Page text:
And now, the moment you’ve all been waiting for…the giveaway! The winner of this giveaway will have the opportunity skip the slush pile and have their PICTURE BOOK or MIDDLE GRADE manuscript go straight to the desk of Christina Pulles at Sterling Children’s Books. How’s that for awesome? Here’s how to enter:

This contest is for completed PICTURE BOOK and MIDDLE GRADE manuscripts only. To enter simply comment on this post.

For extra entries:

SubItClub Badge (175x88)Post our badge on your blog and link it back here to

Follow us on Twitter @SubItClub

Take part in our private Sub It Club Submission Support Group and/or our Critique Partner Matchup.

Share this post via social media!

Please let us know about your extra entries in your comment.

Entries are open until FEBRUARY 16TH at noon PST. Winner will be announced on this post the next day. Good luck!

198 thoughts on “The Inside Scoop with Christina Pulles of Sterling Children’s Books

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  1. Thank you for the insider’s perspective. I remember falling in love with middle grade books as I read Susan Cooper’s The Dark is Rising Sequence. That was a magical universe that just sucked me right in, and the world needs books like that…the ones that make children fall in love with reading.


  2. I really enjoy these posts. It’s so interesting to learn more about editors and agents. Maybe they’re just regular people after all. 🙂 Thanks for this fabulous opportunity to bypass the slush pile. For extra entries, I’ve posted the Sub It Club badge on my site , I follow Sub It Club on Twitter, and I’ve shared this post via Twitter.


  3. Sub It Club is having a wonderful birthday bash! Sterling look alike a great place for an author to land! Sharing on FB and following y”all on twitter. TY all.


  4. Okay, I dotted all my i’s and crossed my t’s,- that is sent your badge to my blog at imamohogg and follow Sub It Club on Twitter and posted to my Pinterest page where you can find some great medieval pics about my finished MG novel entitled ‘The Relic Hunters and The Santiago Knight.’ My second ‘The Relic Hunters and the Golden Arm’ will be work shopped by Darcy Pattison soon.


  5. Fabulous info! I love “getting to know” an editor. Thanks for this wonderful post and for the opportunity to win. 🙂 I did share it on FB an liked on Twitter. (Thanks for the pointer on Twitter, as I’d completely forgotten to follow there!)


  6. And last manuscript called ‘The Relic Hunters and the Heart of St. Agatha’ concerns a historical heart relic. The real heart was 800 years old and belonged to St. Lawrence and was stolen from the cathedral in Dublin in Ireland in 2012.. Never recovered. So sad.


  7. This is a great interview! I love hearing how the Sterling team gets together to read manuscripts. 🙂 For extra entries: I have your badge on my site-, I shared on Twitter-, and I follow you on Twitter, too. I am in the submission support group, too, although I have not has as much time as I would like to participate. I have also referred many people to your sites, most recently in my SCBWI presentation to 50 members. Thanks for all you do!


  8. Thanks, Sub it Club, Amy and Christina for a look into the editorial process at Sterling Children’s Books. Great information and a great opportunity you’ve offered as well.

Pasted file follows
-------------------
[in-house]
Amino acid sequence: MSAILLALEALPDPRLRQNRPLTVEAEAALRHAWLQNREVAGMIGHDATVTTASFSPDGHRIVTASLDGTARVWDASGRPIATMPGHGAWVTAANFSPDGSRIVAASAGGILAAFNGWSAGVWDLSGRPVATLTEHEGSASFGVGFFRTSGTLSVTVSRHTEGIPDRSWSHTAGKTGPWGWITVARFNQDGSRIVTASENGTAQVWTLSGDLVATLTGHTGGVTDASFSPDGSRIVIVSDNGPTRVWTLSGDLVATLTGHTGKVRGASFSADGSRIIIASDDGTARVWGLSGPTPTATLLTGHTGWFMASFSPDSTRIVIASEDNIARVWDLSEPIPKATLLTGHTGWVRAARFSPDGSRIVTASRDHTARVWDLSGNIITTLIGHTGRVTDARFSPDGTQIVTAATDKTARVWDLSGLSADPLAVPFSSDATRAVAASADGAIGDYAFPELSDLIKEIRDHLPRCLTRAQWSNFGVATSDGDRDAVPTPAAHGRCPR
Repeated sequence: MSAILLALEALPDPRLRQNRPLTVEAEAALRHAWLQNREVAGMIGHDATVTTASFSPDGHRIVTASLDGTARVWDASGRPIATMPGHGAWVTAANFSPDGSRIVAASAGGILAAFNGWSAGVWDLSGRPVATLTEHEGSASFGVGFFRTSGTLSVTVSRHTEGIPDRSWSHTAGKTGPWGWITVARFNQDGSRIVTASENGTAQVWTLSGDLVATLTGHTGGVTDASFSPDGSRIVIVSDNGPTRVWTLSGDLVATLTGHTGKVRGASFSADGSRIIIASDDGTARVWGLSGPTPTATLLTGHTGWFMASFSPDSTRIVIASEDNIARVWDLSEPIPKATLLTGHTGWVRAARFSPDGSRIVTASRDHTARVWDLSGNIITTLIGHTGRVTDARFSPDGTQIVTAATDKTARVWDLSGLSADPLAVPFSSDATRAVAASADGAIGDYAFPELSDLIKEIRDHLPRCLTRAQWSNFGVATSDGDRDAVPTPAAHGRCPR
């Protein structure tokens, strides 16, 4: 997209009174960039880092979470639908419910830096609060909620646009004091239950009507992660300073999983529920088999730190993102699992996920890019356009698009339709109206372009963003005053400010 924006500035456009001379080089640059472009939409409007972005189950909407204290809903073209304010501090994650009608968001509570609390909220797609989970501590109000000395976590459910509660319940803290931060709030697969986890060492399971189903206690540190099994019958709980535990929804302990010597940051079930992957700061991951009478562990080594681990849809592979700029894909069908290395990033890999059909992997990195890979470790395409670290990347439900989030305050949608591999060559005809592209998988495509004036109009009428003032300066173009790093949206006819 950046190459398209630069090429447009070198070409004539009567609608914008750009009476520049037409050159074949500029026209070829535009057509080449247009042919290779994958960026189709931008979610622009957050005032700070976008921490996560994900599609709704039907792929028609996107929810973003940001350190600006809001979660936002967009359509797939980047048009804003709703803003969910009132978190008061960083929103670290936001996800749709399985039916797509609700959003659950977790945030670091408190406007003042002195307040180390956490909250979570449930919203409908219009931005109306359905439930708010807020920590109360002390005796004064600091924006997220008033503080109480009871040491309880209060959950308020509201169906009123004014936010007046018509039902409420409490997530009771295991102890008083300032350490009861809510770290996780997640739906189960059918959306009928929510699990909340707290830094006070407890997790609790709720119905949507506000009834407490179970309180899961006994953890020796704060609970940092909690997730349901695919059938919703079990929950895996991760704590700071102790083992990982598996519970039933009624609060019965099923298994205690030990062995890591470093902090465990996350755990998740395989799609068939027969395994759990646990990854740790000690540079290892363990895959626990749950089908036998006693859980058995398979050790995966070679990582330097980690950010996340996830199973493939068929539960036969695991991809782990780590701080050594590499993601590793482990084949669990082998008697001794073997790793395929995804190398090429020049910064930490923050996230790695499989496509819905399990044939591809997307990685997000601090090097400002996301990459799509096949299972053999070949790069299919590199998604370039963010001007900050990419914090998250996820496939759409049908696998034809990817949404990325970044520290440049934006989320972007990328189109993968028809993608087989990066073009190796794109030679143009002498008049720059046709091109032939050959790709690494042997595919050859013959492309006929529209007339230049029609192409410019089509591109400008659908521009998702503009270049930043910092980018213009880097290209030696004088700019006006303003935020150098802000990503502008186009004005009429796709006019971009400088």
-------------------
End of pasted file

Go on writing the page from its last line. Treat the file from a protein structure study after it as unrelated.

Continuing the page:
9. I’ve been submitting Picture Books to Sterling. I enjoyed Christina’s insight about her experience and the process there. And I’m excited about this possible opportunity to submit outside the slush! Thanks. 🙂


  10. Hi, thanks for your thoughts and advice. I write about what I love…….animals. The main character in my children’s book is my favorite cat that passed away, Floyd (He was 17). I grew up in the country and love writing about animals because I feel their souls are pure and loving. Animals make the world a safer, happier, place. Even the Super Bowl loves animals, Panthers and Broncos!


  11. Thank you for giving us an insight into Sterling and how you work Christina and thank you Sub It Club for this great giveaway!

    I’ve shared the post on Facebook. I’m also in the Sub It Club Facebook group and follow on Twitter.


  12. Thanks for sharing info about yourself and about Sterling, Christina! And thanks for the post, Amy. I love me some Amy Dixon–and I can’t wait for MAURICE! 🙂 I am a Twitter follower and a support group member. 🙂


  13. The information was very informative, thank you for taking the time. I love the thought of having my Middle Grade manuscript not hitting a slush pile!!!!


  14. Thank you Sterling Books for the helpful insight and opportunity to leap frog to the top of the pile. (As for increasing my luck, I follow on Twitter (@staceydavislaw & @sibingcode) & shared the post via SM (Twitter).)


  15. Already LOVE everything SubitClub (on Twitter, on my website, on Facebook). Sharing this to my Facebooks and Goodreads group wherever I DON’T see it, and will retweet anything I see on Twitter about it. I hope I win, but may submit even if I don’t. I want to see if I can make you laugh. 😉


  16. Congratulations on your recent wedding! I hope you enjoyed every single minute of your honeymoon! And I hope he made you laugh…more than once! Best wishes for huge success in your career. My husband astounds me continuously with his humour, his antics, and his way of looking at our beautifully funny world. Humorous stories are my passion, so I hope you will be able to read one of mine some day. Enjoy every minute of this great writing world and family!


  17. So great to read about new publishers and how they help authors.I’ve shared the post on Facebook. I’m also in the Sub It Club Facebook group and follow on Twitter.


  18. Sterling publishes lots of laugh out loud picture books! Would love an opportunity to sub one of my own to them. Thanks for this giveaway Sub It Club and Christina. Sub It Club badge is on my blog with link, am a follower on Twitter, a member of Sub It Club support group, and shared this post on social media. Thanks for this giveaway Sub It Club and Christina.